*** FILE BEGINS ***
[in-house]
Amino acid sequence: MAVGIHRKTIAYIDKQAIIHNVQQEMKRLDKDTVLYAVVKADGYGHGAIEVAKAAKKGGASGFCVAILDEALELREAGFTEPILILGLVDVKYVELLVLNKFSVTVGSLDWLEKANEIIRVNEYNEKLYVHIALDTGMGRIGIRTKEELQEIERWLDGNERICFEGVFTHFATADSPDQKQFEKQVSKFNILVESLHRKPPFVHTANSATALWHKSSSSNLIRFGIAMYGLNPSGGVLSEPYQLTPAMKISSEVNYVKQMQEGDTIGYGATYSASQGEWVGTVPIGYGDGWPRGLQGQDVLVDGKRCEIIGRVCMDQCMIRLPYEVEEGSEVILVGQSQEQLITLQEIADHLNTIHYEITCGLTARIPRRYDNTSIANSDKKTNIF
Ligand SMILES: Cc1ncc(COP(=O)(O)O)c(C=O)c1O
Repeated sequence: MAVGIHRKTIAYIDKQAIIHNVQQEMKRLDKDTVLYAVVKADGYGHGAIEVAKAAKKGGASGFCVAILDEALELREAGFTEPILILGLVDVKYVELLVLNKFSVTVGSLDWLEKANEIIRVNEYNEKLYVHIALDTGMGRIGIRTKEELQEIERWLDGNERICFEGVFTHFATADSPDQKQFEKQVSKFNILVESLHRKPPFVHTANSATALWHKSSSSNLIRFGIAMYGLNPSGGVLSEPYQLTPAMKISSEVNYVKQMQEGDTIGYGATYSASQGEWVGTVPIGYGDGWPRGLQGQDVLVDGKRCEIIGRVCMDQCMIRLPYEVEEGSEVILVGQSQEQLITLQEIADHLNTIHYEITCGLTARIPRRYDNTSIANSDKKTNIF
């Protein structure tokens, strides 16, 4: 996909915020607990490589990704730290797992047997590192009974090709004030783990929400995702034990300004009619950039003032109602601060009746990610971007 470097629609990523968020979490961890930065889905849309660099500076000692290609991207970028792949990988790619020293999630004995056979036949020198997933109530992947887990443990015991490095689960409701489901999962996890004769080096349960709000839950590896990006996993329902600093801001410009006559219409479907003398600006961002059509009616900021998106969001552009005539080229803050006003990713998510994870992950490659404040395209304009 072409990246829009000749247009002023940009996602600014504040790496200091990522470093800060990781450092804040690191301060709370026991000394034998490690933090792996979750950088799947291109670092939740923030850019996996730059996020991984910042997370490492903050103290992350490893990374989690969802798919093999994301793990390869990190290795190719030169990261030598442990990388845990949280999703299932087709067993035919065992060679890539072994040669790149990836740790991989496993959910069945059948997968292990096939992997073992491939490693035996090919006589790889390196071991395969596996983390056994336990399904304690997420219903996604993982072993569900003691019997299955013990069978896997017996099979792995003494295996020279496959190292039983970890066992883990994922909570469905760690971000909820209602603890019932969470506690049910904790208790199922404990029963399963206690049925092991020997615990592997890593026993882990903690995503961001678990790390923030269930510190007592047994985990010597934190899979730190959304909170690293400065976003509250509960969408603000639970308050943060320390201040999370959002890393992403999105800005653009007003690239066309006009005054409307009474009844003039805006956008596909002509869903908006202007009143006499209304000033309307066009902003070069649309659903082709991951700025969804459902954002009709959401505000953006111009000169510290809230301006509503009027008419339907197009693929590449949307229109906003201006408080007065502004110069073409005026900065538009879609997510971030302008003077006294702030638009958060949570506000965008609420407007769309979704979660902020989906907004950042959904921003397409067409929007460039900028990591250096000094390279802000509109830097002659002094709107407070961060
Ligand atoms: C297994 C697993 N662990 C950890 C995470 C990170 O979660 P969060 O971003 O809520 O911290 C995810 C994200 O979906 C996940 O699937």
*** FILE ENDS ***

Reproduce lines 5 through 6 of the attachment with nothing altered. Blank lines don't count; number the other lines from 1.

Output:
């Protein structure tokens, strides 16, 4: 996909915020607990490589990704730290797992047997590192009974090709004030783990929400995702034990300004009619950039003032109602601060009746990610971007 470097629609990523968020979490961890930065889905849309660099500076000692290609991207970028792949990988790619020293999630004995056979036949020198997933109530992947887990443990015991490095689960409701489901999962996890004769080096349960709000839950590896990006996993329902600093801001410009006559219409479907003398600006961002059509009616900021998106969001552009005539080229803050006003990713998510994870992950490659404040395209304009 072409990246829009000749247009002023940009996602600014504040790496200091990522470093800060990781450092804040690191301060709370026991000394034998490690933090792996979750950088799947291109670092939740923030850019996996730059996020991984910042997370490492903050103290992350490893990374989690969802798919093999994301793990390869990190290795190719030169990261030598442990990388845990949280999703299932087709067993035919065992060679890539072994040669790149990836740790991989496993959910069945059948997968292990096939992997073992491939490693035996090919006589790889390196071991395969596996983390056994336990399904304690997420219903996604993982072993569900003691019997299955013990069978896997017996099979792995003494295996020279496959190292039983970890066992883990994922909570469905760690971000909820209602603890019932969470506690049910904790208790199922404990029963399963206690049925092991020997615990592997890593026993882990903690995503961001678990790390923030269930510190007592047994985990010597934190899979730190959304909170690293400065976003509250509960969408603000639970308050943060320390201040999370959002890393992403999105800005653009007003690239066309006009005054409307009474009844003039805006956008596909002509869903908006202007009143006499209304000033309307066009902003070069649309659903082709991951700025969804459902954002009709959401505000953006111009000169510290809230301006509503009027008419339907197009693929590449949307229109906003201006408080007065502004110069073409005026900065538009879609997510971030302008003077006294702030638009958060949570506000965008609420407007769309979704979660902020989906907004950042959904921003397409067409929007460039900028990591250096000094390279802000509109830097002659002094709107407070961060
Ligand atoms: C297994 C697993 N662990 C950890 C995470 C990170 O979660 P969060 O971003 O809520 O911290 C995810 C994200 O979906 C996940 O699937």